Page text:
I have recently finished Hans Fallada’s novel Every Man Dies Alone, densely printed on 509 pages by Melville House, which I began last fall. If you like long realist fiction, I recommend this book as one of the best novels I’m familiar with. It deserves comparison with Dickens, Dostoevsky, and Dos Passos.
What struck me most strongly about Every Man Dies Alone is how much his picture of Nazi Germany resonates with our own time, when a fascistic nationalist political party is working fanatically to destroy our republic. As one of the few decent characters in the novel says about the Third Reich, it is “vile beyond all vileness.” So far, we Americans have been lucky that such vileness has not yet overtaken us, though elements of the far right try to sow the seeds of it.
But even a conservative would appreciate Fallada’s depiction of the ways the Nazis succeeded in subverting decency and supplanting it with a dog-eat-dog mentality that allowed the survival of the fittest at exploiting fascist immorality and brute force. Thus one of the young strivers in the Nazi Party, when confronted with possible arrest for a break-in, formulates his behavior during an interrogation this way: “For an instant, Baldur Persicke thought the game was up. But then he remembered one of his maxims, Shamelessness wins out,” and he proceeds to lie his way out of his predicament by putting the blame on others.
“Shamelessness wins out” strikes me as the rationale of the executives at Enron and on Wall Street, of many politicians and their “strategists,” of too many Americans who today manipulate our own immoral, broken system. But leaving out any comparisons to contemporary topics, Every Man Dies Alone is a powerful fiction that lays bare a rotten time and shows how two principled people try to bring down Hitler and pay with their lives.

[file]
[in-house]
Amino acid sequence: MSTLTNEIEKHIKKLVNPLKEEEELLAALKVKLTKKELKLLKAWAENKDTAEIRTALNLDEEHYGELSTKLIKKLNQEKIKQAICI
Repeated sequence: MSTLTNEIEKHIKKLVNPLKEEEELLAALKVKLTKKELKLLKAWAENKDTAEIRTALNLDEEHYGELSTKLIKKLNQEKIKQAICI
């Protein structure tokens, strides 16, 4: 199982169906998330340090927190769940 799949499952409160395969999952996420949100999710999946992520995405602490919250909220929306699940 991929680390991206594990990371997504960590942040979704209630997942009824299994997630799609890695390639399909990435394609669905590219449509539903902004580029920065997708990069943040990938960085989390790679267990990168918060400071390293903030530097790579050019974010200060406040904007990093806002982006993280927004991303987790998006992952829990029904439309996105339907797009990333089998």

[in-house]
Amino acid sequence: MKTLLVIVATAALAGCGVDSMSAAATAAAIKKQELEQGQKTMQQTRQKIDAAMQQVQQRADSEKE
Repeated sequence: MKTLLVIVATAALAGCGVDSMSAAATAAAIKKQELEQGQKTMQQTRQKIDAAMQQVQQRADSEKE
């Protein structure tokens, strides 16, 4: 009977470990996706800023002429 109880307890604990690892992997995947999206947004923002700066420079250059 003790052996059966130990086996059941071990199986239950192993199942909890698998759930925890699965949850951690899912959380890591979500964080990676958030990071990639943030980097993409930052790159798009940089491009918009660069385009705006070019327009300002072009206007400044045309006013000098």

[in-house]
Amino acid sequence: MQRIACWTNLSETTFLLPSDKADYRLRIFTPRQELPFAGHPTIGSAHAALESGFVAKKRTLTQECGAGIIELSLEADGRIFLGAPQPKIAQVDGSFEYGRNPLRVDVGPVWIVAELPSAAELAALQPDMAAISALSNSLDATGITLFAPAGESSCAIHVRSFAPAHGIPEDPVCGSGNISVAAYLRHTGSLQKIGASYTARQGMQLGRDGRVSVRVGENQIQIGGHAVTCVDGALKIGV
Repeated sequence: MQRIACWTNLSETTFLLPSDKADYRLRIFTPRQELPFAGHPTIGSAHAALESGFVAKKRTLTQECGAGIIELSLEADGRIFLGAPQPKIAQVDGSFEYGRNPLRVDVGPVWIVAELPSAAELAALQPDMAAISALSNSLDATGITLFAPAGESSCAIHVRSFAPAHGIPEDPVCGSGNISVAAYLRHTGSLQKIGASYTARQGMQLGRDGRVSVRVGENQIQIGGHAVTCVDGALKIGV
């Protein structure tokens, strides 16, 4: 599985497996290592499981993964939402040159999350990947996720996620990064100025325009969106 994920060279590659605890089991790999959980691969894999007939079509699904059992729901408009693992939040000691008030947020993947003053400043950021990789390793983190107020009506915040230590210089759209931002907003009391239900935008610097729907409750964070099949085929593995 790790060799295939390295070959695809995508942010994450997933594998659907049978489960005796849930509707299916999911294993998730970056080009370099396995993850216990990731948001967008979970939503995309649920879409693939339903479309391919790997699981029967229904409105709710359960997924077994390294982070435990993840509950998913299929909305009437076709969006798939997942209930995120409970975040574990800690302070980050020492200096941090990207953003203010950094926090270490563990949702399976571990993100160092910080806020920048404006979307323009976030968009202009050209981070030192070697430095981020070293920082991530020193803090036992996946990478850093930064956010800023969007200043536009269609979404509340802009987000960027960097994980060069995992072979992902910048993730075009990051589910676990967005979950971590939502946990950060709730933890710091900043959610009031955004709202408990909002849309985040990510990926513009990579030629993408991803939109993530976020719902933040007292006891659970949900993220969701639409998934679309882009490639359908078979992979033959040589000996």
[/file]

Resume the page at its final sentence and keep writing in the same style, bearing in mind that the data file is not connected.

Fallada, the pen name of Rudolf Ditzen, survived the Nazis but not his own abuse of alcohol and other drugs: he died, at 53, a few days before this, his last, novel was published in 1947.
I’ve also recently finished Spies of the Balkans, the latest of Alan Furth’s eleven novels about the origins of World War II in central and eastern Europe. While I can recommend the three previous Furst books I’ve read—Dark Voyage, The Polish Officer, and, especially, The Foreign Correspondent—the new one is too generic, with sterotyped characters (always a problem with Furst) and clichéd language, for me to endorse. Furst, by the way, provides a blurb for the Melville House edition of Every Man Dies Alone.
Two outstanding films are now playing the art houses in Manhattan, and my wife and I loved them. One is a documentary on the Yiddish writer Sholem Aleichem, who is best known for Fiddler on the Roof, the musical comedy based on his stories about Tevye the Milkman. The film Sholem Aleichem: Laughing in the Darkness offers not only a biography of the writer but a history of shtetl life and Jewish culture in the 19th-century in what is today called Ukraine. Sholem Aleichem, by the way, lived in New York for the last few years of his life and is buried in Queens.
The other terrific movie is also a documentary of sorts, Passione: A Musical Adventure, a musical history of Naples, directed by John Turturro. This is a thrilling movie, because the music of Naples, influenced by opera, jazz, pop, folk, and North Africa, is so thrilling as performed by local singers and musicians. Anyone who is of Italian descent or an Italophile or a music lover should find Passione wildly entertaining.